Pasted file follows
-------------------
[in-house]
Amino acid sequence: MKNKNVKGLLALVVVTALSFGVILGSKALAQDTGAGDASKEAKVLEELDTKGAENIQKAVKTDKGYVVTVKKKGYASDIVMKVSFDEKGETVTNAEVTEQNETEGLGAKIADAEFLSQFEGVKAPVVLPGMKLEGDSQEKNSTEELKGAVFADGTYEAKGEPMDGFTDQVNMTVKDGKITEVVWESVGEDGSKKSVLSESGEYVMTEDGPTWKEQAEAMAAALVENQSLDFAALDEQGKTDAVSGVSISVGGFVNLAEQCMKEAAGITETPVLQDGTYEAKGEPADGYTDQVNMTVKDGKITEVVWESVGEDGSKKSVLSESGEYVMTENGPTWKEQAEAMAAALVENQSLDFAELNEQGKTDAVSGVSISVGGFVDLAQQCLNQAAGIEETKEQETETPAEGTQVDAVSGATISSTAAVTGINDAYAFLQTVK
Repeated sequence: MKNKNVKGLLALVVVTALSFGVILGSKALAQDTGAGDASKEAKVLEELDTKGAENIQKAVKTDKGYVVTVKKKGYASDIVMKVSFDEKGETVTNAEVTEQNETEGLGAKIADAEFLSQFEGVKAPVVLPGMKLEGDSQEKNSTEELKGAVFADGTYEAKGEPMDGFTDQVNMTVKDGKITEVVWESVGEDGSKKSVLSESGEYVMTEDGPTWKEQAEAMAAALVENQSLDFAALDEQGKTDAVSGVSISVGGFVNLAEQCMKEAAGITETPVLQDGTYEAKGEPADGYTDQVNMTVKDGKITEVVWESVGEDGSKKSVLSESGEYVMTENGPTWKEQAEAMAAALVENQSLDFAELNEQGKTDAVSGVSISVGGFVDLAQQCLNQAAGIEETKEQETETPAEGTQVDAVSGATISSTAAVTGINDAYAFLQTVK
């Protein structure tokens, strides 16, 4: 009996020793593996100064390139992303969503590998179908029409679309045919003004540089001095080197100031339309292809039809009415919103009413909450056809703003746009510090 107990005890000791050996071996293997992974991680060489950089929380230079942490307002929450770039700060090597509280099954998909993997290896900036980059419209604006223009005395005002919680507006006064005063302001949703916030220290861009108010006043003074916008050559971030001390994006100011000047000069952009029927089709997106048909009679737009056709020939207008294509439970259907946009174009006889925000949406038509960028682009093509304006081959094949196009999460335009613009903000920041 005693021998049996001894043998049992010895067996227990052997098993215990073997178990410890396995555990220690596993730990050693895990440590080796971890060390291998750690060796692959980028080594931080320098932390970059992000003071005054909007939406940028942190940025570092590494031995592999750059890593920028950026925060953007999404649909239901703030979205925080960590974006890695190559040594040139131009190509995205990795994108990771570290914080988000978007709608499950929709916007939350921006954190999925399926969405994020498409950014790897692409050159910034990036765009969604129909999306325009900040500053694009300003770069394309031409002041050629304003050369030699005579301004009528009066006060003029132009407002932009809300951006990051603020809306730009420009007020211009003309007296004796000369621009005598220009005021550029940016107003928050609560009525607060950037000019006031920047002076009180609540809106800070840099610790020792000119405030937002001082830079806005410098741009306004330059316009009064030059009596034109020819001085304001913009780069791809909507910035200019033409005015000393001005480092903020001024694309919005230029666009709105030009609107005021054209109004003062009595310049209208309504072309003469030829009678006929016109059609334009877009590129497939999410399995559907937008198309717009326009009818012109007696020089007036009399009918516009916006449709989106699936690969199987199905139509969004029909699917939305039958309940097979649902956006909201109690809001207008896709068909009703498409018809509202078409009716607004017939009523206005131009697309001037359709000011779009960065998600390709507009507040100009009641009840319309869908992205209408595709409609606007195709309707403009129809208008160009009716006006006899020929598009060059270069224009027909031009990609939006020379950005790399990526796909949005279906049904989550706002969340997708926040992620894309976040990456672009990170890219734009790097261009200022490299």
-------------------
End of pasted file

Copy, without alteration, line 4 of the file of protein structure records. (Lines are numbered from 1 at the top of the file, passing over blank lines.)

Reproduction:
């Protein structure tokens, strides 16, 4: 009996020793593996100064390139992303969503590998179908029409679309045919003004540089001095080197100031339309292809039809009415919103009413909450056809703003746009510090 107990005890000791050996071996293997992974991680060489950089929380230079942490307002929450770039700060090597509280099954998909993997290896900036980059419209604006223009005395005002919680507006006064005063302001949703916030220290861009108010006043003074916008050559971030001390994006100011000047000069952009029927089709997106048909009679737009056709020939207008294509439970259907946009174009006889925000949406038509960028682009093509304006081959094949196009999460335009613009903000920041 005693021998049996001894043998049992010895067996227990052997098993215990073997178990410890396995555990220690596993730990050693895990440590080796971890060390291998750690060796692959980028080594931080320098932390970059992000003071005054909007939406940028942190940025570092590494031995592999750059890593920028950026925060953007999404649909239901703030979205925080960590974006890695190559040594040139131009190509995205990795994108990771570290914080988000978007709608499950929709916007939350921006954190999925399926969405994020498409950014790897692409050159910034990036765009969604129909999306325009900040500053694009300003770069394309031409002041050629304003050369030699005579301004009528009066006060003029132009407002932009809300951006990051603020809306730009420009007020211009003309007296004796000369621009005598220009005021550029940016107003928050609560009525607060950037000019006031920047002076009180609540809106800070840099610790020792000119405030937002001082830079806005410098741009306004330059316009009064030059009596034109020819001085304001913009780069791809909507910035200019033409005015000393001005480092903020001024694309919005230029666009709105030009609107005021054209109004003062009595310049209208309504072309003469030829009678006929016109059609334009877009590129497939999410399995559907937008198309717009326009009818012109007696020089007036009399009918516009916006449709989106699936690969199987199905139509969004029909699917939305039958309940097979649902956006909201109690809001207008896709068909009703498409018809509202078409009716607004017939009523206005131009697309001037359709000011779009960065998600390709507009507040100009009641009840319309869908992205209408595709409609606007195709309707403009129809208008160009009716006006006899020929598009060059270069224009027909031009990609939006020379950005790399990526796909949005279906049904989550706002969340997708926040992620894309976040990456672009990170890219734009790097261009200022490299």